21 februari 2015

Building Your Brand


As an artist you will find glass ceilings at every stage of your career and trying to break through them will not be easy. At a creative level you should be focused on having consistent releases and engaging live performances that can help build your profile. But outside the studio and the booth you can always do more to develop your brand.

This article covers a range of assets crucial to building a profile which is marketable to audiences and promoters.

Press Kit

An up-to-date press kit is the most essential part of your promotional arsenal. Ensuring its contents are produced to a professional standard and regularly refreshed will go a long way to furthering your career.

Once you have everything together you can quickly and easily provide images and other media to the press and promoters. Crucially this will allow you a level of control over the brand image that is projected to the public.

Artist Biography

A staple of the press kit is your artist biography. Anyone can put together a description of you and your music, but there are subtle connotations to everything you include in your biography.

The ultimate aim is professionalism. Using a biography composed by someone with writing experience can save you the embarrassment of poor grammar and mixed messages. A respected journalist from a relevant genre, for instance, will be able to sell you in a professional manner as well as engage the market demographic you are targeting.
Given that different people have different requirements, it is worth producing a variety of long and short biographies to distribute appropriately.

Artist websites, for instance, typically host full biographies. If a reader has navigated specially to your website, they are likely to want more detail. Sites such as Resident Advisor and MN2S more often use shorter versions so that users can flick through with ease.

Professional Press Photos

Press photos are the second critical element of your press kit. Consider that every time your image is posted online, people will make judgments on you and your music, and the further your career advances the more people will associate these images with a particular scene.

Having a selection of high quality press shots taken by a professional photographer will allow you to control your online identity. At the very least you should steer away from low quality smart phone snaps as soon as possible.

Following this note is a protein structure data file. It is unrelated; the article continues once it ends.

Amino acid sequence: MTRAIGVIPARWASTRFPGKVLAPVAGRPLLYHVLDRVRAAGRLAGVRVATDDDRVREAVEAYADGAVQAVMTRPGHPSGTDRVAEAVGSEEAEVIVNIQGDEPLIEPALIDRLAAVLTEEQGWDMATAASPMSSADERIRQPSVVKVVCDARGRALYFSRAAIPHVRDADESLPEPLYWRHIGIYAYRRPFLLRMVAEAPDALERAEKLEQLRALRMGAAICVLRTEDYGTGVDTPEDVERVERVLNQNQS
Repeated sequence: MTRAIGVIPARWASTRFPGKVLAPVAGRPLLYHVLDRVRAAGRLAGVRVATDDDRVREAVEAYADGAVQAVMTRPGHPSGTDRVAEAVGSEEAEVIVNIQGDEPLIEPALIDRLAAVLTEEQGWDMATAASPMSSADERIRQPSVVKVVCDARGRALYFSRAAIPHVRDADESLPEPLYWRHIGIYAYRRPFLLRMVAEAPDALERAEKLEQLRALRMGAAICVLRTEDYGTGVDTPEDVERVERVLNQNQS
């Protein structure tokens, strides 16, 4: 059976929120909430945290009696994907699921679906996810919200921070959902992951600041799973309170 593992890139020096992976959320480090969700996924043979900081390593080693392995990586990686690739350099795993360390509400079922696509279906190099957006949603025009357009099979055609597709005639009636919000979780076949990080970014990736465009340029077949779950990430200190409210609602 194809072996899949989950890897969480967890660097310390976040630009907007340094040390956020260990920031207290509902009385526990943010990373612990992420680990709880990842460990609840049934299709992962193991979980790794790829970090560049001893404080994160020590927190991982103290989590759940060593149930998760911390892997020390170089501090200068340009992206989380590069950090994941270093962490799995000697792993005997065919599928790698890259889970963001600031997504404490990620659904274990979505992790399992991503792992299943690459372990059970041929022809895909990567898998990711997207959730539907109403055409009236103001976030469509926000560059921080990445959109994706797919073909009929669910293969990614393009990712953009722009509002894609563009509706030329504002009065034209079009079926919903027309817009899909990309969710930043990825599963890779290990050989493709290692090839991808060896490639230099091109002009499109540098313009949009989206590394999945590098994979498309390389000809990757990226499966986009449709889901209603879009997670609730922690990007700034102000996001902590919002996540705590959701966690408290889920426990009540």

Eats Everything is an example of an artist who takes this rule to the next level. Everything associated with him feeds into his brand. From his DJ moniker to shots of him surrounded by food, nothing is coincidental and everything contributes.
In the long run you’ll find that investing in this area is well worth the expense.

Branding
Good branding is hugely important to success in a saturated industry. Talent and skill will always be necessities, but without a memorable brand image you will struggle to stand out.

A brand is about more than image though, it becomes a promise between you and the audience. Consider this blog post on Forbes.com and ask yourself whether ordinary consumer brands are that different to artist brands.

Audiences want to reflect themselves in your brand, and to take something from the association with you that says something about themselves. It will be your job to figure out what that is.

Target Audience

Your target audience should always come first. If you are a vinyl only techno DJ, for instance, turning up to perform covered in neon paint will damage your image.
You will know what trends exist among the followers of your music, but the key is to find an angle that sets you apart.

As far as techno is concerned, integrity is key. Cheap gimmicks rarely sit well so your focus should be on a serious approach to the music. Above all you need consistency, the more you reinforce an image or attitude the more it will be become you.

At the other end of the scale it’s still distinctive approaches that engage crowds. Let’s consider top EDM DJ Avicii as an example. He markets himself as a larger than life character capable of churning out huge hits and drawing massive crowds, and uses carefully managed press shots and live shows to perpetuate that sentiment.

A DJ like Seth Troxler, by contrast, though massive in his own right, can maintain an easy-going personality. He backs this up with solid sets that don’t rely on chart toppers for success.